How I Catalog

SchlagwortkatalogI have spent a lot of time and energy into organizing my book collection. Probably too much. I would hate to think how much reading or writing I could have done in the time I have spent creating, maintaining, and redoing an inventory of my collection. I love planning and organization. In the past, I have used a couple different forms of cataloging, so I though I’d share what I use.

When configuring how I wanted to catalog, I wanted something that I could access on the go, so it needed to be either an app or properly view-able in the browser. While there are some great options out there for large catalogs to keep on your hard drive (some even come with a mobile app), I didn’t want to spend a lot of money. A $40-50 program is a lot for someone on a budget, especially when there are some great free options out there. I have tried quite a few of them and settled on an approach that works for me. I use multiple platforms, and each serves it’s own purpose.

 

Libib – My personal library tracker

So, I am assuming that not many people have heard of Libib. If you have, you likely aren’t using it. Just going off of Facebook “likes,” which of course means everything, Libib doesn’t even have 1,500. As opposed to Goodreads’ over 750k. I just discovered it a little over a year ago, but I am hooked. Both the website and app are aesthetically pleasing, and I find it easy to navigate and maintain. Due to what I see as a lack of popularity, I think it deserves it’s own introduction. I believe more people should be using it, so I will write a separate post focusing solely on Libib, from how to start an account all the way to maintaining it. For now, I will just talk about how I currently use it.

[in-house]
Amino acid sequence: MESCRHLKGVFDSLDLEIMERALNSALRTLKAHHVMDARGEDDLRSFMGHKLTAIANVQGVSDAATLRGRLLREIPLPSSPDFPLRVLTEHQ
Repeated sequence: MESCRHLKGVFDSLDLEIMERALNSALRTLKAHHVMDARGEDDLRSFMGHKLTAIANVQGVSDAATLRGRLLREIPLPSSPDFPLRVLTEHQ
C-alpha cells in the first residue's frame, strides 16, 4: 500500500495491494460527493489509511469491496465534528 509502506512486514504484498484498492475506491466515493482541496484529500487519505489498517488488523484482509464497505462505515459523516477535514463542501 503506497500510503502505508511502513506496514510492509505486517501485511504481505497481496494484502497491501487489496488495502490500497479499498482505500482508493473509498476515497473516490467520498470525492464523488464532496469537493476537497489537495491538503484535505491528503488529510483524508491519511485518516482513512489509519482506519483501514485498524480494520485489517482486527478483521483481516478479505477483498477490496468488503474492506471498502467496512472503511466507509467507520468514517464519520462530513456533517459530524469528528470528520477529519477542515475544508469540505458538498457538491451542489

Libib

Libib desktop view of my “Home Library”

As you can see from the screenshot above, you can have many different “Libraries,” up to 100 in the free version of the program. One hundred different libraries with room to store 100,000 items! If you need to add more, just contact them. Due to my limited space and a husband asking me to restrict my physical books (for now…), I have only categorized six libraries (you can’t see Music in the screenshot). I haven’t even found the time to input the Movies, Music and Games! I think the titles of my Libraries are self-explanatory, but I’ll talk about each briefly.

Home Library contains all the physical copies of my books, including comics and my husband’s books. I will likely separate James’ into a new library collection, despite the small amount, since I have no intention of reading the Bill James Handbook any time soon. Anthony (my son) has a big library all his own. The catalog desperately needs updated, but since I usually give them to him right away, all the new books get lost in the shuffle. I kept e-books separate, since I do have both physical and digital copies of some novels, or I would like to do so in the future. It also makes searching while at a store much easier. At a quick glance, I can see that a book belongs in the E-book Libarary, and I’ll know I do not own a physical copy rather than having to check tags.